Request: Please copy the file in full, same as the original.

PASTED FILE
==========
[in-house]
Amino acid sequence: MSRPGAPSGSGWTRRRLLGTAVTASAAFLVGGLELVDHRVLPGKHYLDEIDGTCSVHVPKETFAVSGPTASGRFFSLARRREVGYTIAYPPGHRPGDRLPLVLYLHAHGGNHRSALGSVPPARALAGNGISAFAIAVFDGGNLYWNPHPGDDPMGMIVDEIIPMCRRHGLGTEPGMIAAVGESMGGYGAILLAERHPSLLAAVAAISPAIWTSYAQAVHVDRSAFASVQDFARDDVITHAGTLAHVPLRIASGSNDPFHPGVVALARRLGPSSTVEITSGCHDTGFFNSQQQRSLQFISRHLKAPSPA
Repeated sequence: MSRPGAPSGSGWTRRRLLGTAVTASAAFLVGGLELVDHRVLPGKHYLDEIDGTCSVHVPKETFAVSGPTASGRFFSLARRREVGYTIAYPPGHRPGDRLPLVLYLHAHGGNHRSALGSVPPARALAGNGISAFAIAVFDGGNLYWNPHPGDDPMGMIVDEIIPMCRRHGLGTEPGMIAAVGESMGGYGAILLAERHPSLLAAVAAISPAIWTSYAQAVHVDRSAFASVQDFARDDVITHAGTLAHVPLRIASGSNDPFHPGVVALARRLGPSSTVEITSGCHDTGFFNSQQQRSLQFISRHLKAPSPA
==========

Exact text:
[in-house]
Amino acid sequence: MSRPGAPSGSGWTRRRLLGTAVTASAAFLVGGLELVDHRVLPGKHYLDEIDGTCSVHVPKETFAVSGPTASGRFFSLARRREVGYTIAYPPGHRPGDRLPLVLYLHAHGGNHRSALGSVPPARALAGNGISAFAIAVFDGGNLYWNPHPGDDPMGMIVDEIIPMCRRHGLGTEPGMIAAVGESMGGYGAILLAERHPSLLAAVAAISPAIWTSYAQAVHVDRSAFASVQDFARDDVITHAGTLAHVPLRIASGSNDPFHPGVVALARRLGPSSTVEITSGCHDTGFFNSQQQRSLQFISRHLKAPSPA
Repeated sequence: MSRPGAPSGSGWTRRRLLGTAVTASAAFLVGGLELVDHRVLPGKHYLDEIDGTCSVHVPKETFAVSGPTASGRFFSLARRREVGYTIAYPPGHRPGDRLPLVLYLHAHGGNHRSALGSVPPARALAGNGISAFAIAVFDGGNLYWNPHPGDDPMGMIVDEIIPMCRRHGLGTEPGMIAAVGESMGGYGAILLAERHPSLLAAVAAISPAIWTSYAQAVHVDRSAFASVQDFARDDVITHAGTLAHVPLRIASGSNDPFHPGVVALARRLGPSSTVEITSGCHDTGFFNSQQQRSLQFISRHLKAPSPA